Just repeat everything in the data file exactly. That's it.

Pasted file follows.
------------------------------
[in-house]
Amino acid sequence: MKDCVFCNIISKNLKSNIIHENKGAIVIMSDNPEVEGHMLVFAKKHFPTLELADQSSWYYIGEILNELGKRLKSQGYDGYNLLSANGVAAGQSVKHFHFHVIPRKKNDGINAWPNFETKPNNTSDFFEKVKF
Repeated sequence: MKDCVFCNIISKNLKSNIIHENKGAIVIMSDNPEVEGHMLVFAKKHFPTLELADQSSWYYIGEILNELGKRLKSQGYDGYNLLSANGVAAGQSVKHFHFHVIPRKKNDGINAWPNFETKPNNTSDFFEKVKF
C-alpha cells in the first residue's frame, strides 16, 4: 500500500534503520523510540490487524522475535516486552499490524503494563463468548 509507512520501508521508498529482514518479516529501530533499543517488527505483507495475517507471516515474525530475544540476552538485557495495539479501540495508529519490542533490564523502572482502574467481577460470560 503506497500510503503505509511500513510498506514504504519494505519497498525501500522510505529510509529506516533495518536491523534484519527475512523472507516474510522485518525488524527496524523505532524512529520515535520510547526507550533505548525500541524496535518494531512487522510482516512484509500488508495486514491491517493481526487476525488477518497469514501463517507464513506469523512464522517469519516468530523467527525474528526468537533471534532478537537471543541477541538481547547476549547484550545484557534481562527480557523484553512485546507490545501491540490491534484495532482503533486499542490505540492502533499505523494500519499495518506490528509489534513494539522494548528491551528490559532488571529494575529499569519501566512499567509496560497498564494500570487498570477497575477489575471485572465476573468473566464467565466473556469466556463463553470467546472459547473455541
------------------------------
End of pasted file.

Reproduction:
[in-house]
Amino acid sequence: MKDCVFCNIISKNLKSNIIHENKGAIVIMSDNPEVEGHMLVFAKKHFPTLELADQSSWYYIGEILNELGKRLKSQGYDGYNLLSANGVAAGQSVKHFHFHVIPRKKNDGINAWPNFETKPNNTSDFFEKVKF
Repeated sequence: MKDCVFCNIISKNLKSNIIHENKGAIVIMSDNPEVEGHMLVFAKKHFPTLELADQSSWYYIGEILNELGKRLKSQGYDGYNLLSANGVAAGQSVKHFHFHVIPRKKNDGINAWPNFETKPNNTSDFFEKVKF
C-alpha cells in the first residue's frame, strides 16, 4: 500500500534503520523510540490487524522475535516486552499490524503494563463468548 509507512520501508521508498529482514518479516529501530533499543517488527505483507495475517507471516515474525530475544540476552538485557495495539479501540495508529519490542533490564523502572482502574467481577460470560 503506497500510503503505509511500513510498506514504504519494505519497498525501500522510505529510509529506516533495518536491523534484519527475512523472507516474510522485518525488524527496524523505532524512529520515535520510547526507550533505548525500541524496535518494531512487522510482516512484509500488508495486514491491517493481526487476525488477518497469514501463517507464513506469523512464522517469519516468530523467527525474528526468537533471534532478537537471543541477541538481547547476549547484550545484557534481562527480557523484553512485546507490545501491540490491534484495532482503533486499542490505540492502533499505523494500519499495518506490528509489534513494539522494548528491551528490559532488571529494575529499569519501566512499567509496560497498564494500570487498570477497575477489575471485572465476573468473566464467565466473556469466556463463553470467546472459547473455541